Will walk-on kickers make the difference in the Fiesta Bowl?
SCOTTSDALE, Ariz. (AP) — Two years ago, Tyler Durbin was kicking around a soccer ball at James Madison University. Greg Huegel was a freshman watching Clemson football games from the stands.
Now one of them could face a nerve-wracking shot at deciding whether No. 2 Ohio State (11-1, CFP No. 3) or Clemson (12-1, CFP No. 2) wins Saturday’s Fiesta Bowl and advances to the College Football Playoff championship game.
“Every kicker I think always dreams of kicking that game-winning field goal,” Durbin said. “It puts a lot of pressure on you, but that’s why you’re in the business.”
Durbin is still a non-scholarship player, taking over as the Buckeyes kicker when Sean Nuernberger injured his groin in fall practice this year.
“He’s seized the opportunity and had a phenomenal year. We love him to death,” special teams coach Kerry Coombs said. “The first football game of his life was our opener this year.”
At Clemson, Huegel practiced three or four times a week, made regular contact with special teams coach Danny Pearman and entered a kicking competition before the 2015 season.
“I knew that I wanted to walk-on just because I didn’t have anything to lose,” Huegel said.
After a standout first season, Huegel has a scholarship now.
Durbin knows a whole lot about pressure.
Through 11 games this season, he was 16-for-17 on field goals, with his only miss being a block against Penn State .
Then came the regular-season finale against Michigan.
In an intense, close game, Durbin missed twice, once from 37 yards, later a 21-yard chip shot. Combs approached his downcast kicker.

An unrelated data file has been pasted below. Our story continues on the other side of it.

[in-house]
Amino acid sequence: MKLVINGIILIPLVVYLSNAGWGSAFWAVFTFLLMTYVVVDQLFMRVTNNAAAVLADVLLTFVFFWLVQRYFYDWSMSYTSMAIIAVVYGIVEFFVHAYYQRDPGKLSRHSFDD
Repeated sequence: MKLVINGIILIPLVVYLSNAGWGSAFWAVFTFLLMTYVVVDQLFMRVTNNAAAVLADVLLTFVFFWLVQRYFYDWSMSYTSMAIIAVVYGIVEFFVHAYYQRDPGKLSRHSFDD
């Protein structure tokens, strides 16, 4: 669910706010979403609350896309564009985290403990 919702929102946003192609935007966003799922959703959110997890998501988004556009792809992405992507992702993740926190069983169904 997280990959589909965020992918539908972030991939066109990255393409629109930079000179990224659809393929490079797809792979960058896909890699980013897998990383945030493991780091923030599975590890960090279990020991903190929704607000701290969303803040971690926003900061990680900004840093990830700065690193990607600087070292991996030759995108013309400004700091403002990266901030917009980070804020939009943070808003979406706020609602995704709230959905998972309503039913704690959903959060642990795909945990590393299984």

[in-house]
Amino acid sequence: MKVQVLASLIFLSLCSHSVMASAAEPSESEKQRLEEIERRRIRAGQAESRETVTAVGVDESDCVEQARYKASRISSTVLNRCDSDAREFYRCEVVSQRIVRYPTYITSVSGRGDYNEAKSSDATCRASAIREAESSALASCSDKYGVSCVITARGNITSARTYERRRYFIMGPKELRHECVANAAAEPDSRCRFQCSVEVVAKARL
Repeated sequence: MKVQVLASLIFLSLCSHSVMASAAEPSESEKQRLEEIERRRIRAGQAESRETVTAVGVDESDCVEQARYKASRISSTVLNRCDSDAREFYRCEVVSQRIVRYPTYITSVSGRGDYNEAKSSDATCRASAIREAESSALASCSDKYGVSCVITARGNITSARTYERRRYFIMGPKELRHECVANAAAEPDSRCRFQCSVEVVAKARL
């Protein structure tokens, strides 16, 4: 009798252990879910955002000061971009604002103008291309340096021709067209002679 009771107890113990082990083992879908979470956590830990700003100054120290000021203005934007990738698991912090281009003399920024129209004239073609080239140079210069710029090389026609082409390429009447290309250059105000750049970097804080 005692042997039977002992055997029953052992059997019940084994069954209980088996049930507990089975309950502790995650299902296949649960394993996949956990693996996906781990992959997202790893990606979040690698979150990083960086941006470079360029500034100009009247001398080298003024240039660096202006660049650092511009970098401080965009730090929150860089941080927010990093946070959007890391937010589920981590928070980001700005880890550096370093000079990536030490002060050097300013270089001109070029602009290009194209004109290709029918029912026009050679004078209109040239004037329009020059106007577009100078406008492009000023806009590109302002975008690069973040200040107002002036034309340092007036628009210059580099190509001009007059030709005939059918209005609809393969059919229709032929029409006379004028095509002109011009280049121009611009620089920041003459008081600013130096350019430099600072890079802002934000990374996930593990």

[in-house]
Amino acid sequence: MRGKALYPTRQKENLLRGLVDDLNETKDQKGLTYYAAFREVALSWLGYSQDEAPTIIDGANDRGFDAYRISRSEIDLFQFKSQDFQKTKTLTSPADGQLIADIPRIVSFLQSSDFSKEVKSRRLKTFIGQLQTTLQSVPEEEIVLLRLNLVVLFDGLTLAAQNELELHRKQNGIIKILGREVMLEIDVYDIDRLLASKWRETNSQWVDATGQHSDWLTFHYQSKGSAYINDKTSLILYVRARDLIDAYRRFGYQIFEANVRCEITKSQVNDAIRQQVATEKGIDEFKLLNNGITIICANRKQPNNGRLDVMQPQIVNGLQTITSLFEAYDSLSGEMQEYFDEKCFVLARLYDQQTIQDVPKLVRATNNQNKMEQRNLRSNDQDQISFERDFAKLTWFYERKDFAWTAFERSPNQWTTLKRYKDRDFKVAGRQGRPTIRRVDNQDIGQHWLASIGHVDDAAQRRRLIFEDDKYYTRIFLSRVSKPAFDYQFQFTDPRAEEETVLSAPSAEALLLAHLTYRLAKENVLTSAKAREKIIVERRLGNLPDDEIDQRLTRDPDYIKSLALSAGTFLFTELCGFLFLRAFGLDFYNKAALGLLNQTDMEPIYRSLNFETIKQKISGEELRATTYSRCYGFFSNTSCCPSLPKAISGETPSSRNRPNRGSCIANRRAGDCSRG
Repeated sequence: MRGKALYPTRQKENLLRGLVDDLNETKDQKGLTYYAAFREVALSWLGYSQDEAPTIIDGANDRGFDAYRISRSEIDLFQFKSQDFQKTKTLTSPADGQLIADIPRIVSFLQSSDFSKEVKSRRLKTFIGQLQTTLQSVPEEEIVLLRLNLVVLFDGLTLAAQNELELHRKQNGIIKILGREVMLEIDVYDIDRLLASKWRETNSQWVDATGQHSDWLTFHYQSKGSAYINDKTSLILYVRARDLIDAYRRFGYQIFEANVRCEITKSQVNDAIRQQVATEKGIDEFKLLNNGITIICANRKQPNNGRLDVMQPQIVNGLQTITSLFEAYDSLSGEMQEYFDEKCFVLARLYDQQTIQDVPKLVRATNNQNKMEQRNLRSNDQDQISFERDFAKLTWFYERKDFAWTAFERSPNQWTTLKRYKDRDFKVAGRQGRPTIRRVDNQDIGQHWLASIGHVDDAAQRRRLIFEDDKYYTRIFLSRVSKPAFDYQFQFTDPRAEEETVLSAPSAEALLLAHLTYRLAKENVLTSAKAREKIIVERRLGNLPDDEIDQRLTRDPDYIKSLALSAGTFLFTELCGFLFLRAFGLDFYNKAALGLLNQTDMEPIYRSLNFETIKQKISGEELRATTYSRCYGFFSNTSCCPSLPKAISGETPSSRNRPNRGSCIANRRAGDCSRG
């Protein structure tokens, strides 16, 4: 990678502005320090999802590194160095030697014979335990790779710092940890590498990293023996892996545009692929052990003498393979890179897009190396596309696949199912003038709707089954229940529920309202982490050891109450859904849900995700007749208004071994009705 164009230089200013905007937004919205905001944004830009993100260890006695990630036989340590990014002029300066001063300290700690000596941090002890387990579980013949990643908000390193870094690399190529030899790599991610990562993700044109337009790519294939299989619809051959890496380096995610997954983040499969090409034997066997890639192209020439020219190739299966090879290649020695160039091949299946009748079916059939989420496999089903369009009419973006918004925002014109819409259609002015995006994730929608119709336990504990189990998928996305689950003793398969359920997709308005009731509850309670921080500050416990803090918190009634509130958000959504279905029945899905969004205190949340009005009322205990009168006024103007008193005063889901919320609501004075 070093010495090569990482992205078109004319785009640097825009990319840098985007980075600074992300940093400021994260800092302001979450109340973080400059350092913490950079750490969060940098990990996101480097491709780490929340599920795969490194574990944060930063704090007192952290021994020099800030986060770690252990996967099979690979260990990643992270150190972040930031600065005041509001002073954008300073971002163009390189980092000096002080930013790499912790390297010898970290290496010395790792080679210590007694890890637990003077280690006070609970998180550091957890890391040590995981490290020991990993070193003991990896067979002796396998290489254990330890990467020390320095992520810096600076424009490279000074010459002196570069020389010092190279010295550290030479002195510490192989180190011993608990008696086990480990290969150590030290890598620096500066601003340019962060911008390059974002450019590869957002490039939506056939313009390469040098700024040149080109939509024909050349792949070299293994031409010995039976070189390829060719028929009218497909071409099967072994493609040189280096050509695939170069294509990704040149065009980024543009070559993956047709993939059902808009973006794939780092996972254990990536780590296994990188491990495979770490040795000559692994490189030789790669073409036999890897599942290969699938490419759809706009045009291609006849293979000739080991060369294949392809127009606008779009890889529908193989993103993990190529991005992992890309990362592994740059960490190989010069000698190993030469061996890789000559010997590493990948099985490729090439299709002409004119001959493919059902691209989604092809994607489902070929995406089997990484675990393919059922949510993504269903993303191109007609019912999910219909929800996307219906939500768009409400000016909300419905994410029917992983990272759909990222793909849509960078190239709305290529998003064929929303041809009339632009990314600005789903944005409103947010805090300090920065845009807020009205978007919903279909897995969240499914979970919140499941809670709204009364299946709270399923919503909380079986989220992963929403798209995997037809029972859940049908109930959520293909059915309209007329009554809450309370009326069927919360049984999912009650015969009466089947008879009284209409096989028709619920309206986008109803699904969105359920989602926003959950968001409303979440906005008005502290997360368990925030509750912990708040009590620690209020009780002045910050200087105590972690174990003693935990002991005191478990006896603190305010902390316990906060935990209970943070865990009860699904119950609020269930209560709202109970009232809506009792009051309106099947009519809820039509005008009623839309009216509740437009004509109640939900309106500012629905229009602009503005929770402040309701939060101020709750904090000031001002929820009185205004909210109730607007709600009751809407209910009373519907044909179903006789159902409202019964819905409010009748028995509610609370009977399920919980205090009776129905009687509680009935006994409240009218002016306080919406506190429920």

“I walked down there and saw him after he missed the second one,” Coombs said. “I don’t usually talk to him during the game but I gave him my wristband.” It reads E + R = O, Event plus Response equals Outcome, a program motto that coach Urban Meyer picked up from motivational speakers.
Coombs said he told his young kicker, “You’re going to make the kick to win the game.”
Not quite, but it was a season-saver.
Moments later, Durbin jogged onto the field and nailed a 23-yarder with a second left to send the game into overtime. Ohio State eventually won 30-27 in two overtimes .
“I was just thankful that the defense was able to get a stop after that miss and put me in a position to tie the game towards the end there,” Durbin said. “It never feels good missing a kick, especially a short one like that in a big game like that. But I was relieved to get another opportunity to put it through.”
Kickers, like cornerbacks, must have short memories. Fans can be brutal, too.
“It’s a love-hate relationship with the fans, but you can’t really worry about what they’re thinking,” Huegel said, “It comes with being a kicker. You get used to it.”
Huegel followed his sister to Clemson. A kicker in high school, he was just “a normal student” as a freshman. But he watched the Tigers play and wanted to be a part of it all.
That led to practices, and then he was given a shot.
“He came to basically a kicker tryout and really showed consistency and did well,” Pearman said, “really liked his demeanor, his makeup. He’s really been kind of a steady performer for us.”
Oh, and about that story Tigers head coach Dabo Swinney likes to tell of discovering Huegel kicking a can while the would-be kicker worked at a grocery store?
“I’ve never even worked in a grocery store,” Huegel said.
In 2015, his first year as Clemson kicker, Huegel made 27 of 32 field goals and 57 of 62 extra points, along the way breaking C.J. Spiller’s school scoring record with 138 points. Huegel made two field goals and all four PAT tries in last season’s championship game loss to Alabama.
He hasn’t had to work as hard this year.
Huegel has attempted just 17 field goals, making 12. In the last four games, he attempted one field goal, and missed.
No matter. The Tigers were scoring touchdowns.
Now two kickers who made it to major college football the hard way wait are poised for the postseason spotlight.
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